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German Antitrust Office Restricts Facebook Data Processing

Facebook Must Obtain Consent to Combine User Data From Different Sources
German Antitrust Office Restricts Facebook Data Processing

This story has been updated with comment from Facebook.

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Germany's competition authority on Thursday issued a decision that prohibits Facebook from combining user data from different sources unless it first gains a user's explicit consent.

The Bundeskartellamt, or Federal Cartel Office, in its antitrust decision says that Facebook will not be allowed to make using its service contingent on an individual having to agree that Facebook can gather and use the individual's data however the social network pleases. The decision has not yet gone into effect.

The competition authority says that Facebook's ability to combine data from its WhatsApp and Instagram services, as well as third-party sites, has helped it to achieve market dominance.

"With regard to Facebook's future data processing policy, we are carrying out what can be seen as an internal divestiture of Facebook's data," says Andreas Mundt, president of the Bundeskartellamt. "In the future, Facebook will no longer be allowed to force its users to agree to the practically unrestricted collection and assigning of non-Facebook data to their Facebook user accounts."

Facebook has one month to appeal the decision to the Düsseldorf Higher Regional Court. If the decision proceeds, the technology giant will have 12 months to comply.

Later on Thursday, Facebook said it plans to appeal the decision, noting that it has been in discussions with the Bundeskartellamt for more than two years. "Using information across services helps to make them better and protect people's safety," said Facebook's Yvonne Cunnane, head of data protection in Ireland, and Nikhil Shanbhag, director and associate general counsel, in a blog post titled "Why We Disagree With the Bundeskartellamt."

Data Collection is a Business

In December 2018, Facebook had 1.52 billion daily active users and 2.32 billion monthly active users.

In Germany, Facebook faces no serious social media challenger, the Bundeskartellamt says. Facebook commands a market share of 95 percent of daily active social media users and more than 80 percent of monthly social media users, it says. Google's rival Google+ social network has announced that it will shutter in April, except for corporate versions.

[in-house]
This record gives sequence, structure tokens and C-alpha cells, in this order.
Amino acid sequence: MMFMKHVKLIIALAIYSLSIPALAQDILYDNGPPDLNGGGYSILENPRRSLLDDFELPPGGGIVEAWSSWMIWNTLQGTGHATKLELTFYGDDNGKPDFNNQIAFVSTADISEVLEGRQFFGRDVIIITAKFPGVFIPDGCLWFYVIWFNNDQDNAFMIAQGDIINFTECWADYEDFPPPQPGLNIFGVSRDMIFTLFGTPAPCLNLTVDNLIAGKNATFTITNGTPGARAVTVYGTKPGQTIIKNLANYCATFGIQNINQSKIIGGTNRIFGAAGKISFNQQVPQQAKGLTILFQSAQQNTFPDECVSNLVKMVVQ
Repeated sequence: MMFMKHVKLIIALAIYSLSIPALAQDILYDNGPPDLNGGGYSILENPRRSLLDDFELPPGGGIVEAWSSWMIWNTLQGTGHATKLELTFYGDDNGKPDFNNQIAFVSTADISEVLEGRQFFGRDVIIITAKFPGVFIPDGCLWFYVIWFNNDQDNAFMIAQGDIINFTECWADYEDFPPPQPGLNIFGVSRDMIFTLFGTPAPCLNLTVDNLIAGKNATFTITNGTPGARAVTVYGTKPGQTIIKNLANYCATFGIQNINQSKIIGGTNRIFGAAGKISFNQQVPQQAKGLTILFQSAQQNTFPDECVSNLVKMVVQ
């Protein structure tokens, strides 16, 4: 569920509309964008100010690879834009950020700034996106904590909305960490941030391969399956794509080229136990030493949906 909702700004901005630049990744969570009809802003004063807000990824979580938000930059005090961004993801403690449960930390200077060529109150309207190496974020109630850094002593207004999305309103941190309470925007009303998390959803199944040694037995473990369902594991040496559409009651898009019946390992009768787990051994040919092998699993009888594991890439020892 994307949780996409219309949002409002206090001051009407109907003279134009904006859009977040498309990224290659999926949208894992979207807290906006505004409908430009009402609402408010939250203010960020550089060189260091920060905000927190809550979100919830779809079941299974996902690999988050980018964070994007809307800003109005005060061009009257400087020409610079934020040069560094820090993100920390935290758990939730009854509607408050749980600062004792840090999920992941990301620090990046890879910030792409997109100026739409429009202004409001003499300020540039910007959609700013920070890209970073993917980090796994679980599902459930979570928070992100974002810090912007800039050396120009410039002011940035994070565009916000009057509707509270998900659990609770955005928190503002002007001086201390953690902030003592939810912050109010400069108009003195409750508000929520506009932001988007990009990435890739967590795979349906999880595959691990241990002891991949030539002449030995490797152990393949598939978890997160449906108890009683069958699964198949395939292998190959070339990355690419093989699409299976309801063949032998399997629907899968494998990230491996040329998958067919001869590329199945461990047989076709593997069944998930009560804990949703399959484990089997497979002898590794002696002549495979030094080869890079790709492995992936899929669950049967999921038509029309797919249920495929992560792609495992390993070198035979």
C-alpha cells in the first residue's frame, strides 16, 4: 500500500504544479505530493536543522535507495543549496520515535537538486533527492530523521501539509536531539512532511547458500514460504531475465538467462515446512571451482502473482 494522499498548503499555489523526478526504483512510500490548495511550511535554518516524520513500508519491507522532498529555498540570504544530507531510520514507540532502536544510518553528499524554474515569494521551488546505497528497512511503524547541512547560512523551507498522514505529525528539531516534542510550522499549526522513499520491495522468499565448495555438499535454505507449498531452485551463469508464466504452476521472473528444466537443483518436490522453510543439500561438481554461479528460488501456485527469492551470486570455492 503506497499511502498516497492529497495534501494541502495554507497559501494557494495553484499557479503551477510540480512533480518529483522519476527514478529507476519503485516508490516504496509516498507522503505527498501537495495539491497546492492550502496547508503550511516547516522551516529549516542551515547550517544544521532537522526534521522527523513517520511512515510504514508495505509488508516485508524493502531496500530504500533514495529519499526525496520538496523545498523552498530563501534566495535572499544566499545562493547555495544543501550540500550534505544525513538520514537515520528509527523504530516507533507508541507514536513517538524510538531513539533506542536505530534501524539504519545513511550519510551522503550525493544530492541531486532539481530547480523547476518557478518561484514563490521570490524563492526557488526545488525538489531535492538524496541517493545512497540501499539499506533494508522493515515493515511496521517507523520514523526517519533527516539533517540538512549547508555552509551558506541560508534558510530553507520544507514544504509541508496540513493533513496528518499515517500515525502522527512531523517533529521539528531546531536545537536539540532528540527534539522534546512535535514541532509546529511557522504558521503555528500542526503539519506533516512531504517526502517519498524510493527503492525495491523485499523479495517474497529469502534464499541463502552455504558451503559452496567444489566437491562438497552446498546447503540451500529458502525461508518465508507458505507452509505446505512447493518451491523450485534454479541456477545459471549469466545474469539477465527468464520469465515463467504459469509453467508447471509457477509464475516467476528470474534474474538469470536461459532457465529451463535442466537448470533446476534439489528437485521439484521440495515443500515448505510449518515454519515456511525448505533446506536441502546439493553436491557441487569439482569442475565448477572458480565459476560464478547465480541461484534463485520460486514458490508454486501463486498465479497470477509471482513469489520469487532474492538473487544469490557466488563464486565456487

"We are carrying out what can be seen as an internal divestiture of Facebook's data."
—Andreas Mundt, Bundeskartellamt

Germany's competition authority says Facebook's WhatsApp service has more than 1 billion users worldwide, including up to 60 million daily active users in Germany, while Instagram has more than 500 million daily users worldwide and up to 20 million daily users in Germany. The Bundeskartellamt says "the additional data flow is substantial" from all of these services.

The regulator acknowledges that collecting data is essential to running a social network as well as any data-driven business, and users know this type of data will be collected.

But Facebook now requires users to allow it "to collect an almost unlimited amount of any type of user data from third-party sources, allocate these to the users' Facebook accounts and use them for numerous data processing processes," it says. For example, for third-party sites that include Facebook's "Like" or "Share" buttons, data begins flowing to these sites whenever a Facebook user visits.

"Calling up a website with an embedded 'Like' button will start the data flow. Millions of such interfaces can be encountered on German websites and on apps," the regulator says, noting that on many more sites that use the 'Facebook Analytics' service in the background, these data flows will not be visible to users.

"Unregulated data capitalism inevitably creates unfair conditions."
—Marc Al-Hames, Cliqz

The regulator proposes that Facebook still be allowed to combine data on users - drawing on Facebook, Instagram and WhatsApp, as well as third-party sources - provided it gains an individual's voluntary consent to do so (see: Facebook Gets Its First Real Privacy Penalty - From Apple).